Treatment leaves survivors with significant cognitive decline, researchers find
MONDAY, Nov. 2 (HealthDay News) -- Childhood brain cancer survivors have ongoing cognitive problems and achieve lower levels of education, employment and income than their siblings and survivors of other types of cancer, a U.S. study has found.
The findings, published by the American Psychological Association in the November issue of Neuropsychology, highlight the importance of programs to support childhood brain cancer survivors' transition to adulthood, said Leah Ellenberg, a clinical faculty member of the David Geffen School of Medicine at the University of California, Los Angeles.
Ellenberg and colleagues analyzed responses to a questionnaire filled out by 785 childhood brain cancer survivors 16 years after their diagnosis. The same questionnaire was completed by 5,870 survivors of cancers such as leukemia, Hodgkin's disease and bone tumors, and 379 siblings of childhood brain cancer survivors.
The study found that childhood brain cancer survivors reported significantly greater neurocognitive dysfunction than their siblings or other cancer survivors. All areas of cognitive function were affected in childhood brain cancer survivors, including organization and emotional regulation.
The most commonly reported problems were in memory and efficiency, such as forgetting what they're doing in the middle of a task and being slower than others at completing work. More than half of childhood brain cancer survivors reported significant difficulty with at least one task efficiency item, a rate three times higher than among their siblings.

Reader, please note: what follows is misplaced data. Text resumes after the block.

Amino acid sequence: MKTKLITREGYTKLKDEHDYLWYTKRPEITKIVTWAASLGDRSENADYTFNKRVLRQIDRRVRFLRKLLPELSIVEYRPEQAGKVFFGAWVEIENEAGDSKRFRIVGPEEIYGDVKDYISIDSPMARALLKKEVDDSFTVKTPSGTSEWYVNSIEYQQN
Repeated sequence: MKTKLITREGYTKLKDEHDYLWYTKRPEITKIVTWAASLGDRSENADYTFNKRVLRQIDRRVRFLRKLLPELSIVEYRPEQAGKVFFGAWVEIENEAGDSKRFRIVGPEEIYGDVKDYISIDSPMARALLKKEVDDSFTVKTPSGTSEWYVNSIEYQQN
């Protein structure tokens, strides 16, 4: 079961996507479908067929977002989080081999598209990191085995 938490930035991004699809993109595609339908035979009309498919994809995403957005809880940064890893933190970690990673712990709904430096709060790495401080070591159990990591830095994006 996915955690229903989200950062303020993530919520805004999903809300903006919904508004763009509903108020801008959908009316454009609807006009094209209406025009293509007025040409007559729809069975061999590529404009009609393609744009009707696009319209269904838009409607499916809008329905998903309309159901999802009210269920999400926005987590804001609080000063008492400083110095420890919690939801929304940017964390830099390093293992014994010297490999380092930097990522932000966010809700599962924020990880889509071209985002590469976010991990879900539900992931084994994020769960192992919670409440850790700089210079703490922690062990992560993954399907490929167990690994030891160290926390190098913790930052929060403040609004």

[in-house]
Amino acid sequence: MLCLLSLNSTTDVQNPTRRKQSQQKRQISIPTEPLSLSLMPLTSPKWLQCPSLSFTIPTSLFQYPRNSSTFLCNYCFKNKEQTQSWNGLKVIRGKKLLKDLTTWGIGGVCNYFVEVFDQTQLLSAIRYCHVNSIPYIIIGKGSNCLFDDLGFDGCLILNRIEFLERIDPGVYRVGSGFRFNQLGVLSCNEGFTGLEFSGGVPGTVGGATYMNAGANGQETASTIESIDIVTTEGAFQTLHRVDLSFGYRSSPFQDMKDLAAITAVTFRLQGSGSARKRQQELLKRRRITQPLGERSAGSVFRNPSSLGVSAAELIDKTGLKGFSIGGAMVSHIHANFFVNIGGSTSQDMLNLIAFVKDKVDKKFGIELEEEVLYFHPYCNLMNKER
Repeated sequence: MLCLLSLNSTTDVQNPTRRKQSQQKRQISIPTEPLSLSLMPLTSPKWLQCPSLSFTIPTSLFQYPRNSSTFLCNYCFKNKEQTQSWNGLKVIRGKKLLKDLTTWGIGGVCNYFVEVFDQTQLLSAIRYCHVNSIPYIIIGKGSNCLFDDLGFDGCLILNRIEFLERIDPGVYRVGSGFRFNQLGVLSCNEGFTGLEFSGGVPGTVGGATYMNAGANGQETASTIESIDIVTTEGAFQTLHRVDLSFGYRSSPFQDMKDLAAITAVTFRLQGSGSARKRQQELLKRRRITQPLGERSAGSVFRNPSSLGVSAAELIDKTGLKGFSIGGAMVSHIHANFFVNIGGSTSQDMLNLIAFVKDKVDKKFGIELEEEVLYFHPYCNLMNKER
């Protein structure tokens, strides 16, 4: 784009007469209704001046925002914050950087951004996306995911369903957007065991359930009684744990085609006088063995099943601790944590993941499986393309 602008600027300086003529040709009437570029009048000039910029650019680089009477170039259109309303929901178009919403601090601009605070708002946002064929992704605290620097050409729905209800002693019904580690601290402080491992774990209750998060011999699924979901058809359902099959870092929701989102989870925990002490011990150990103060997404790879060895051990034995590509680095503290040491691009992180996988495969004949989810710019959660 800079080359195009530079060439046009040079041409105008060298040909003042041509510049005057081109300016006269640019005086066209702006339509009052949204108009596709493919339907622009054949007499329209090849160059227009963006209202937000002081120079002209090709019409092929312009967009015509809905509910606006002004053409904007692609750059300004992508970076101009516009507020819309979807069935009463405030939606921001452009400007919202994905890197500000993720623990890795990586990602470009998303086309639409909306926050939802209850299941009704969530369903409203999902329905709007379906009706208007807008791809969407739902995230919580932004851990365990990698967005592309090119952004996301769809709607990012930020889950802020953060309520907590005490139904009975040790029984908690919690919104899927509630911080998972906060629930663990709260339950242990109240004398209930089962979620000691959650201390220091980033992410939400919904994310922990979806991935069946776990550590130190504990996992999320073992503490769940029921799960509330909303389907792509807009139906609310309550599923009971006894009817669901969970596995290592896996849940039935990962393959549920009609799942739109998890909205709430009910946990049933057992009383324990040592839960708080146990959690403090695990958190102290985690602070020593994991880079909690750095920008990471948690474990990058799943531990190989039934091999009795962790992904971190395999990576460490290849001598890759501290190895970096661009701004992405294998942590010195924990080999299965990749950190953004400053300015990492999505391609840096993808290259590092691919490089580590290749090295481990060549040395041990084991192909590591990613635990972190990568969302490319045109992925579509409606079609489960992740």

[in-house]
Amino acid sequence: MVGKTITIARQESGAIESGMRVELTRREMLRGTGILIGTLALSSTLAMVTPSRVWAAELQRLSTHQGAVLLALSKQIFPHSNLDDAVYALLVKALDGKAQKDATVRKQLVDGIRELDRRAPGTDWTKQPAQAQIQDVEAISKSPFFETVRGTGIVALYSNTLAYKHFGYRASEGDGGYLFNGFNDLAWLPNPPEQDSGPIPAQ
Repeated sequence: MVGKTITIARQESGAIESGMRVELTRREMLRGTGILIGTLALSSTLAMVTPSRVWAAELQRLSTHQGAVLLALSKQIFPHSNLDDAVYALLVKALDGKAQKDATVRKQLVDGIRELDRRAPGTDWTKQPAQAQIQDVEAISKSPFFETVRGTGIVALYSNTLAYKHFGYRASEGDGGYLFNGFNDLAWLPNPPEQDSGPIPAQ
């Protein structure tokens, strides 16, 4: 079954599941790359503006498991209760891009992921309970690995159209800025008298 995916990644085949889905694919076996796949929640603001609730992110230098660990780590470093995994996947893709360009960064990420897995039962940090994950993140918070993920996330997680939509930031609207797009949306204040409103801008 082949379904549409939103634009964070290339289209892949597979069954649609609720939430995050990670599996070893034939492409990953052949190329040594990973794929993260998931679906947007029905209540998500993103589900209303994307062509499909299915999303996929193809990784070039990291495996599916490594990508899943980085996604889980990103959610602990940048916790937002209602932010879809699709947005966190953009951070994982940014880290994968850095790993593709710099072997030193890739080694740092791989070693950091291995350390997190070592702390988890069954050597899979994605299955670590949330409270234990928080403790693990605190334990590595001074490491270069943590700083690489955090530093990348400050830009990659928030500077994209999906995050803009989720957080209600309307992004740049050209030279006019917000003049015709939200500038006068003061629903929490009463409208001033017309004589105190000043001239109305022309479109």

The most serious neurocognitive problems were reported by childhood brain cancer survivors with significant motor or sensory problems after treatment, those who were treated with radiation to their brains, and those who had tumors in the brain cortex rather than in lower brain regions, the researchers found.
The neurocognitive issues reported by childhood brain cancer survivors were associated with significantly poorer adaptation to adult life, including lower achievement in education, full-time employment and income. They were also less likely to be married, the study authors noted.
The study "underscores the need for continued attention to mitigating the long-term negative effects of [childhood brain cancers] and their treatment," the study authors wrote. They added that it's "important to investigate the benefits of early and consistent use of compensatory strategies, including assistive technology, transitional facilities to promote independent living, and job placement and coaching, to enhance functional outcomes."
The Nemours Foundation has more about childhood brain tumors.
-- Robert Preidt
SOURCE: American Psychological Association, news release, Nov. 2, 2009
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